Greening TVET: A Practical Guide for Institutions Released by UNESCO-UNEVOC
Environmental Issues represent one of the World’s most pressing challenges of our century. According to the Global Footprint Network, the Earth Overshoot Day, the date when humanity’s annual demand on nature exceeds what Earth can regenerate over the entire year, this year marked globally on August 2, the earliest it’s ever been. Industry can play a pivotal role to reduce the global carbon footprint and change the future of our Planet. This transition demands a change in the nature of work by ensuring workforces have skills and knowledge to support the new green economies and societies. TVET is crucial to support the transition to a low-carbon economy by preparing learners to face new expectations of the industry.
In light of the Sustainable Development Goals (SDGs), TVET underpins many of the proposed goals and the achievement of sustainable development. For example, Goals 4, 6 and 8 of the SDGs are directly related to TVET, with many of the targets capable of being supported by a well-designed TVET system and targeted skills-development interventions.
The “Greening TVET” guide, recently published by UNESCO-UNEVOC International Centre for TVET, outlines the main reasons to invest in greening TVET, including:
- Greening TVET helps production to advance to more environmentally conscious practices,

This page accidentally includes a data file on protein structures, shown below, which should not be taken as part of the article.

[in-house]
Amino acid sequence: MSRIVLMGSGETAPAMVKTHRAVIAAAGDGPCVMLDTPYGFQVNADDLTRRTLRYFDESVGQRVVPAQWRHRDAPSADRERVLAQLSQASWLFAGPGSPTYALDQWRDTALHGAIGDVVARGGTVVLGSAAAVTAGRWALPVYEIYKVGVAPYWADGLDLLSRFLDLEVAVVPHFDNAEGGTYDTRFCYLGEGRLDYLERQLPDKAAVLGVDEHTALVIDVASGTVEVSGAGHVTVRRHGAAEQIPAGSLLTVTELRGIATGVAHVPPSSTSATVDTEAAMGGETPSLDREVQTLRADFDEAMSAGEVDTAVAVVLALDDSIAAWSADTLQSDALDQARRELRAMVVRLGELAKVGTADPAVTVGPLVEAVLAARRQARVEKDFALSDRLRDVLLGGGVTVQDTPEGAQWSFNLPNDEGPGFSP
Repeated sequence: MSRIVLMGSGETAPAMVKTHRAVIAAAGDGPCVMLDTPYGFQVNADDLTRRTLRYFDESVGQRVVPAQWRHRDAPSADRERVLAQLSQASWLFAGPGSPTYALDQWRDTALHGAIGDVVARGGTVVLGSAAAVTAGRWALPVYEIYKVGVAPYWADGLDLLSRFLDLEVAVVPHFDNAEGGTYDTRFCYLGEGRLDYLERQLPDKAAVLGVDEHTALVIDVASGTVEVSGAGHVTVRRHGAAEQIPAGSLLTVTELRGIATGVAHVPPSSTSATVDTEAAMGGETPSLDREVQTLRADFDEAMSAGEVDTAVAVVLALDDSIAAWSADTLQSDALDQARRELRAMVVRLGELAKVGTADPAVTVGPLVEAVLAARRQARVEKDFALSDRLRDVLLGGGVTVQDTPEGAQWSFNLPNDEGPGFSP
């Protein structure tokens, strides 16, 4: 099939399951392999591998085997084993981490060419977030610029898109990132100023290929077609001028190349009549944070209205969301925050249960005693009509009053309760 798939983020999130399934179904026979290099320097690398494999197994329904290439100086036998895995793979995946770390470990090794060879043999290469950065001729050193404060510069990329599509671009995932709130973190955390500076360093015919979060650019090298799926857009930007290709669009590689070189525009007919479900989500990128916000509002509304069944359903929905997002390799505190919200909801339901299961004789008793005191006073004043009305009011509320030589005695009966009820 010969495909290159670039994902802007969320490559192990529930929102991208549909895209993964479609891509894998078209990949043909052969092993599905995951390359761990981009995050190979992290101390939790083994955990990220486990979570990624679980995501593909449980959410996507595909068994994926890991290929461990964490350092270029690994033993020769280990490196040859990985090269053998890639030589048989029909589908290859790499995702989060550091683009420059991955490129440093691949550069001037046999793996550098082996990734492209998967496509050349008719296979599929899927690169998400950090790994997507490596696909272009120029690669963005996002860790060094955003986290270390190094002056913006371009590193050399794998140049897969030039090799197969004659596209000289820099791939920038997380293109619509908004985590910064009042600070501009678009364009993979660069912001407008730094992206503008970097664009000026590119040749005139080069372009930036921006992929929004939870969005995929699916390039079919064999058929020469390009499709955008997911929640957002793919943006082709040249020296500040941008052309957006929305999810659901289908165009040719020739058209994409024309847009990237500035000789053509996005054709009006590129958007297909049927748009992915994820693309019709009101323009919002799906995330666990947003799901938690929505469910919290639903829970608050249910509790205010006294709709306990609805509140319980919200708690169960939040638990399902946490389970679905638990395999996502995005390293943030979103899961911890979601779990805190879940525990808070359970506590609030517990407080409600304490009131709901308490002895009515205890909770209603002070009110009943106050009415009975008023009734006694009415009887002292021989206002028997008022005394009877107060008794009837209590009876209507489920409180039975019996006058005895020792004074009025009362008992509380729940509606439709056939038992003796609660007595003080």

- A ‘green’ worker is a more employable worker; a ‘green’ workforce will enhance the profitability of the enterprise;
- National governments need to seize the potential for job creation by providing skills needed in the new green sectors;
- Disadvantaged groups in the labour market (young people, women, persons with disabilities, rural communities and other vulnerable groups) require targeted support to develop their potential knowledge and skills for green jobs.
The publication is designed to help leaders and practitioners of technical and vocational education and training (TVET) improving their understanding and implementation of education for sustainable development using a whole-institution approach to greening their institutions.
“Greening TVET” discusses four key steps:
- STEP 1: Understanding the process
- STEP 2: Planning for the greening of TVET
- STEP 3: Implementing an Institutional Green Plan
- STEP 4: Monitoring and Assessment Strategies
— One Comment —
Extremely important initiative
Greening TVET is the urgency but a challenge to prepare Skilled Human Resource in this sector. UNEVOC support to Its centres across the globe may include establishing Green Centres equipped with yearly action plan for greening, resource material and a model green TVET Institute. I may participate in this endeavour.